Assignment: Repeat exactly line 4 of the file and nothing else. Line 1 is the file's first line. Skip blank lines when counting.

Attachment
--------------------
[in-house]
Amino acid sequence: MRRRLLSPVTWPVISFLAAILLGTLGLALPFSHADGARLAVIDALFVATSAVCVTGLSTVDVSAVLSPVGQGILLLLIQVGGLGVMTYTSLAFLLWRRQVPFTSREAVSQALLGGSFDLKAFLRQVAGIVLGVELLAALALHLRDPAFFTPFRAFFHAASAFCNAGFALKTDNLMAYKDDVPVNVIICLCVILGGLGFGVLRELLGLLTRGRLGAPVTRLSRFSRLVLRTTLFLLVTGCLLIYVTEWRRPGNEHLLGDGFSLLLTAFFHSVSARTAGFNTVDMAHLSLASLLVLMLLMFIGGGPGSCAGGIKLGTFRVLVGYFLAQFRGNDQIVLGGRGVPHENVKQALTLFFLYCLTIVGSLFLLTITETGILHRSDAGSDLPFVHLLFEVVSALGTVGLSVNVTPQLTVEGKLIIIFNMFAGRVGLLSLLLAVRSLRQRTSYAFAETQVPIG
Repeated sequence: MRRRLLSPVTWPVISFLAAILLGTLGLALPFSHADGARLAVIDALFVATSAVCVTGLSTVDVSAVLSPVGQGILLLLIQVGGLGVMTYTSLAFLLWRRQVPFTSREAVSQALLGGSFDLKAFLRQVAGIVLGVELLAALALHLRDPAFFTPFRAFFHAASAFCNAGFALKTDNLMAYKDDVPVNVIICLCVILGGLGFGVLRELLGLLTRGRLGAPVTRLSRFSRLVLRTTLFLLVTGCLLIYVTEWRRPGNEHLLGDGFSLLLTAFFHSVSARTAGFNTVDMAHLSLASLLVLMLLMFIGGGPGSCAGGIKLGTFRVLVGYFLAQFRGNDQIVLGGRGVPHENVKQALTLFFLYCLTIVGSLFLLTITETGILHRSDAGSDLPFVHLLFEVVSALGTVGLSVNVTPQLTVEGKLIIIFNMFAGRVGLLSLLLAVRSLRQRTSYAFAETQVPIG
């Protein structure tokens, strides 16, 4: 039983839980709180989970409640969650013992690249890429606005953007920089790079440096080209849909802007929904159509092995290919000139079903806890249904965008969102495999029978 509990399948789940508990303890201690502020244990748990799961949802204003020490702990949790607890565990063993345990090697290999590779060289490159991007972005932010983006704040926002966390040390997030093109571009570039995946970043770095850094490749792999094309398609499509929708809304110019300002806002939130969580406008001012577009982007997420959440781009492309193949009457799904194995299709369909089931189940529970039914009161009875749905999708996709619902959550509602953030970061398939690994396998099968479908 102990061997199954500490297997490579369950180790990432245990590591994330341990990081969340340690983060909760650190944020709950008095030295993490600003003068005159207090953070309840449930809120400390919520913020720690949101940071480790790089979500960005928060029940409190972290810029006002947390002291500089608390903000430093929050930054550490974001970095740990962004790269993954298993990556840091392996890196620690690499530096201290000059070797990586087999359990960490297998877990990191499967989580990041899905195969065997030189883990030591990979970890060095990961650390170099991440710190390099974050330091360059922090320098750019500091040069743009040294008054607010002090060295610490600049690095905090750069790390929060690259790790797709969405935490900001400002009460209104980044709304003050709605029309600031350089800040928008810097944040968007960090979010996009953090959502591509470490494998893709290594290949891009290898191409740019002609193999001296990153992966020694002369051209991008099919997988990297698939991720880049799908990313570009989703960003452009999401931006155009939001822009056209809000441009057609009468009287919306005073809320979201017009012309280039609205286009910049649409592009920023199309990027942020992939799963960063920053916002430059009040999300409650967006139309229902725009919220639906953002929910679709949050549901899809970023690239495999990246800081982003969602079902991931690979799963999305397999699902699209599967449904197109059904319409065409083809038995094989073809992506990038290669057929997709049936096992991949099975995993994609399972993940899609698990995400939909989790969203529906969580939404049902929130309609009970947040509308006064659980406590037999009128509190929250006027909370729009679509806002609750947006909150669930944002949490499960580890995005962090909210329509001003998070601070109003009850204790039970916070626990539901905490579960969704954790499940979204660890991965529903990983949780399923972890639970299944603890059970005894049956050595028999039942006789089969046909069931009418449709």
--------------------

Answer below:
């Protein structure tokens, strides 16, 4: 039983839980709180989970409640969650013992690249890429606005953007920089790079440096080209849909802007929904159509092995290919000139079903806890249904965008969102495999029978 509990399948789940508990303890201690502020244990748990799961949802204003020490702990949790607890565990063993345990090697290999590779060289490159991007972005932010983006704040926002966390040390997030093109571009570039995946970043770095850094490749792999094309398609499509929708809304110019300002806002939130969580406008001012577009982007997420959440781009492309193949009457799904194995299709369909089931189940529970039914009161009875749905999708996709619902959550509602953030970061398939690994396998099968479908 102990061997199954500490297997490579369950180790990432245990590591994330341990990081969340340690983060909760650190944020709950008095030295993490600003003068005159207090953070309840449930809120400390919520913020720690949101940071480790790089979500960005928060029940409190972290810029006002947390002291500089608390903000430093929050930054550490974001970095740990962004790269993954298993990556840091392996890196620690690499530096201290000059070797990586087999359990960490297998877990990191499967989580990041899905195969065997030189883990030591990979970890060095990961650390170099991440710190390099974050330091360059922090320098750019500091040069743009040294008054607010002090060295610490600049690095905090750069790390929060690259790790797709969405935490900001400002009460209104980044709304003050709605029309600031350089800040928008810097944040968007960090979010996009953090959502591509470490494998893709290594290949891009290898191409740019002609193999001296990153992966020694002369051209991008099919997988990297698939991720880049799908990313570009989703960003452009999401931006155009939001822009056209809000441009057609009468009287919306005073809320979201017009012309280039609205286009910049649409592009920023199309990027942020992939799963960063920053916002430059009040999300409650967006139309229902725009919220639906953002929910679709949050549901899809970023690239495999990246800081982003969602079902991931690979799963999305397999699902699209599967449904197109059904319409065409083809038995094989073809992506990038290669057929997709049936096992991949099975995993994609399972993940899609698990995400939909989790969203529906969580939404049902929130309609009970947040509308006064659980406590037999009128509190929250006027909370729009679509806002609750947006909150669930944002949490499960580890995005962090909210329509001003998070601070109003009850204790039970916070626990539901905490579960969704954790499940979204660890991965529903990983949780399923972890639970299944603890059970005894049956050595028999039942006789089969046909069931009418449709």